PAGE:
of our competitors' growing strength. To do so, we must fund
the research of our highly productive young faculty and to
attract more scholars like them. We can meet this challenge,
but we'll need strong support from our alumni and friends."
the celebrations, Kellogg Dean Dipak
C. Jain noted that the economist-turned-marketing-guru
has "added so much glory and recognition to Kellogg"
that, in some ways, he has "become the [school's] brand."
legend keeps producing
decade after many professors would retire, marketing
Kotler continues racking up professional honors — a
clear indication that the talent and passion he
has displayed toward his subject remains undiminished
even as he turned 75 this year.
the legend shows few signs of slowing down.
his recent publications is another text, The
Elusive Fan: Reinventing Sports in a Crowded Marketplace
(McGraw Hill, 2006). Co-authored with Irving Rein
and Ben Shields of Northwestern University, this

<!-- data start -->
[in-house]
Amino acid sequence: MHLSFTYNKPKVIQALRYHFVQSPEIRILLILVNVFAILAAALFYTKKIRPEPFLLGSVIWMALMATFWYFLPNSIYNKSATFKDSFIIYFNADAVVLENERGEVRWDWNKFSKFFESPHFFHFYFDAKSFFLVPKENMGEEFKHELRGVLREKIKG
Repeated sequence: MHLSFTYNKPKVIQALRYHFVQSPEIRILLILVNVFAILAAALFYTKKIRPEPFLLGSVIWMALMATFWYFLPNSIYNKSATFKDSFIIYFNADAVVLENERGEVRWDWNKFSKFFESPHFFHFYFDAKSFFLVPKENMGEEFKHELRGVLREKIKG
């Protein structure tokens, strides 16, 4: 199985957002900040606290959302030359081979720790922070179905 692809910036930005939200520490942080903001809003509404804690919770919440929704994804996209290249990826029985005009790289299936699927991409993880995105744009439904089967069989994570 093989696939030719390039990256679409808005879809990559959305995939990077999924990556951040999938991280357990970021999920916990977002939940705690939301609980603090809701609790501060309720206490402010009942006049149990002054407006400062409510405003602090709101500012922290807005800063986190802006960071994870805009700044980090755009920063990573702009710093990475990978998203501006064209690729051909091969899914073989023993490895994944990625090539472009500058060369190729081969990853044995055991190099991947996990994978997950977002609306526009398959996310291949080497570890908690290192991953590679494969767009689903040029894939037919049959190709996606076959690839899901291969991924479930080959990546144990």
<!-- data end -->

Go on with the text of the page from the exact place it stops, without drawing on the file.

title is one of 46 books in Kotler's extensive
bibliography, which by last count also boasts
133 scholarly articles.
is a sampling of other Kotler kudos.
the fourth most-influential business thinker by
Financial Times. Only Peter Drucker, Bill
Gates and Jack Welch appear higher in this ranking.
seminal text Marketing Management was listed
as one of the 50 best business books of all time.
of 11 honorary degrees from universities around
countries established the Philip Kotler Center
for ASEAN Marketing in 2005.
Great Lakes Institute of Management in Chennai,
India, established the Kotler-Srinavasan Center
for Research in Marketing
will receive the Telecom Italia Prize for Leadership
on Business and Economic Thinking in Venice, Italy,
on Nov. 28.
Kotler has been one figure — admittedly prominent —
among a remarkable team of Kellogg marketing scholars in a
department that repeatedly has been No. 1 in national rankings.
For decades, the school's research-based faculty has delivered
groundbreaking insights that have shaped the discipline. Some